At long last, Dune is here. Denis Villeneuve’s science-fiction epic starring everyone you like (including Timothée Chalamet, Rebecca Ferguson, Oscar Isaac, Josh Brolin, Stellan Skarsgård, Dave Bautista, Zendaya, and Jason Momoa) should probably be seen on the biggest screen possible. But it’ll still look darn good at home. Watch it on HBO Max.
2. The Harder They Fall (Netflix)
Jeymes Samuel’s slick, stylish Netflix Western is a “pick your fighter” lineup of gun-slinging, swag-dripping Black cowboys ready to dust off the history books and give us a more accurate, diverse representation of the Old West. Jonathan Majors is having a hell of a year and here, he imbues the deadly Nat Love with some impressive comedic beats that make it easy to root for the vengeance-minded outlaw – unless, of course, you’re swayed by the prospect of Regina King riding a horse and f*cking sh*t up in every scene. (Who wouldn’t be?) Idris Elba, LaKeith Stanfield, and Zazie Beetz round out the main cast members with the most things to do on screen and all of the shoot-outs and train robberies and saloon fights are timed perfectly to an eclectic mix of Reggae/Dancehall bangers produced by Samuel and collaborator Jay-Z. This ain’t your grandpa’s Western, and really, that’s kind of the point. Watch it on Netflix.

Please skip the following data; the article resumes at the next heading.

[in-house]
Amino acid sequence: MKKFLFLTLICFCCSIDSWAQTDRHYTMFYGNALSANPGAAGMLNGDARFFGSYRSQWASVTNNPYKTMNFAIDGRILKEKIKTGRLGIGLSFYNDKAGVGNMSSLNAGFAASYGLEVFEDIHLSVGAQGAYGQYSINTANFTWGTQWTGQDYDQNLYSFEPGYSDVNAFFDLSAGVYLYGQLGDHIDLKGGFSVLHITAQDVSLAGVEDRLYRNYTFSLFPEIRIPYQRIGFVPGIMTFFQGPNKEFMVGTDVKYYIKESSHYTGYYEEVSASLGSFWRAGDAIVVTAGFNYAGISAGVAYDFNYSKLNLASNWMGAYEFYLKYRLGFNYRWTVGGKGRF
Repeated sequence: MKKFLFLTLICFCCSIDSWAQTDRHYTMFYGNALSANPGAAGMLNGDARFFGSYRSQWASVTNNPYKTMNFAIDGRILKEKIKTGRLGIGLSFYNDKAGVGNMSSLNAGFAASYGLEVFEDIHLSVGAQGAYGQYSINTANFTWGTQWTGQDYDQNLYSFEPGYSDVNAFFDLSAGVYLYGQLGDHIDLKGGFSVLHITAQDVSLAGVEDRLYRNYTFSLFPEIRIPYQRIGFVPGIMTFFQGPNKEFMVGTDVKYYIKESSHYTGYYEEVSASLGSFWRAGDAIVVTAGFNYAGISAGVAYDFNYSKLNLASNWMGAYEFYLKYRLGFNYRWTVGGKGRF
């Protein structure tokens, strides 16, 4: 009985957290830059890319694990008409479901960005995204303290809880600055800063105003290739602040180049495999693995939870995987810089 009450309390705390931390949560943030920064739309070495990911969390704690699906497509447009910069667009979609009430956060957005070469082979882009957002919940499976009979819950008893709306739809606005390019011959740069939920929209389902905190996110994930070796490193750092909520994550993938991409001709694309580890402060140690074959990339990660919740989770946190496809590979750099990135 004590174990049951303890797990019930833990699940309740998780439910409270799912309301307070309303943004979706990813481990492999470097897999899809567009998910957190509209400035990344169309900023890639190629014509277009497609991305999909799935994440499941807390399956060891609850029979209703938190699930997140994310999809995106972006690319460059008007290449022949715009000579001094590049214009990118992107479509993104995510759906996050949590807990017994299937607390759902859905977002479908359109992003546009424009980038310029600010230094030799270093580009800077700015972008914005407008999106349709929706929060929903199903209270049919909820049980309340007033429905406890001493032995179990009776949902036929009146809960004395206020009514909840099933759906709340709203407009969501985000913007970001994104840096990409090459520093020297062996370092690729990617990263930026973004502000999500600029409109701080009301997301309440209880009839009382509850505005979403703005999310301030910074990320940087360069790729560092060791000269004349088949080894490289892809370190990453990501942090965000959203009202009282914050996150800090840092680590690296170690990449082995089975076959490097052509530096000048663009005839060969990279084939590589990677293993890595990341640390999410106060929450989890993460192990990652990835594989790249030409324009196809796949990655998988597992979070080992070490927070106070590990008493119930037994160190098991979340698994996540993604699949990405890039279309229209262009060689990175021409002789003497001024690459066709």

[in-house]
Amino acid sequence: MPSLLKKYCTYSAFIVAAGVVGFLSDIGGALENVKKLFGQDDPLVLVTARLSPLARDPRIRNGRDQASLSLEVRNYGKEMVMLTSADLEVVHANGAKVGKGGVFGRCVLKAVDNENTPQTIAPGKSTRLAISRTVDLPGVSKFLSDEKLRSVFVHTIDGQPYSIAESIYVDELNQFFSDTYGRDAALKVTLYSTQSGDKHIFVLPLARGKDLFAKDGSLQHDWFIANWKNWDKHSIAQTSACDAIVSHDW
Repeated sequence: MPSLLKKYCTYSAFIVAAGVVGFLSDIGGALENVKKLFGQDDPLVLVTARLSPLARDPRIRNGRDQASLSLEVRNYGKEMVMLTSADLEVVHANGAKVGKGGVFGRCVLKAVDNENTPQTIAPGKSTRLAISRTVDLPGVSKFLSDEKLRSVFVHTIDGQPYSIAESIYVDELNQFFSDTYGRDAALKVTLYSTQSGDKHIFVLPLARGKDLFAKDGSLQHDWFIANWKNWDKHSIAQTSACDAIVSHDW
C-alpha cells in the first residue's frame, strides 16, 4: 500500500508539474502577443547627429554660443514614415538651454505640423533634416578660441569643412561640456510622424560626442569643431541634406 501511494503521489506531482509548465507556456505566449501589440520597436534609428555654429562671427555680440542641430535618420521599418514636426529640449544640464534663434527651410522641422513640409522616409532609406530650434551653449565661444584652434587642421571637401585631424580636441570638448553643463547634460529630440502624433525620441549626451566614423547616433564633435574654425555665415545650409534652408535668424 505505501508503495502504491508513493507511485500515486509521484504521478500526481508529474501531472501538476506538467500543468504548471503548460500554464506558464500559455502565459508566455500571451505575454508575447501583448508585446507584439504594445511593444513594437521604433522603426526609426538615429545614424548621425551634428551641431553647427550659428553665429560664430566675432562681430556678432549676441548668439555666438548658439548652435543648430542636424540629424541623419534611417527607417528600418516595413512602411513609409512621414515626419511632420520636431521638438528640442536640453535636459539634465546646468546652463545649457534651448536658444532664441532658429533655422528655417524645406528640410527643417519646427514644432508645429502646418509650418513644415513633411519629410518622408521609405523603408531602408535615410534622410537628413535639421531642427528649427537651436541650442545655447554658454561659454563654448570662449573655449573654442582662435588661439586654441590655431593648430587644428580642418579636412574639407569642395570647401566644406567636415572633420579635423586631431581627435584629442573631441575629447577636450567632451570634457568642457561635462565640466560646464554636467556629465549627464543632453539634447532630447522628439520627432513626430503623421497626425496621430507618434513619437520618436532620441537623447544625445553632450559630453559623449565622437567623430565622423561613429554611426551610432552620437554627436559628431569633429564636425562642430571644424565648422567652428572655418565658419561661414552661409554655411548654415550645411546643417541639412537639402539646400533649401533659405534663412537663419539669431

1. Red Notice (Netflix)
Red Notice may be making its Netflix debut (after an initial theatrical drop last week), but there’s still a cost for admission outside your subscription fee; a requirement that you unplug your brain a little and let the reliance (or overreliance) on cliches, exotic locales, and movie megastar charms wash over you. If you want to do that owing to a desire for Indiana Jones And The Temple Of Nic Cage Stealing The Declaration Of Independence nostalgias, cool. You’re going to going to get a lot out of Gal Gadot having just so much fun with a villainous turn as a master thief while Ryan Reynolds and The Rock bumble, banter, and double-cross through a sort of buddy-cop routine while globetrotting in pursuit of McGuffin-y antiquities. Just don’t look for much more. Watch it on Netflix.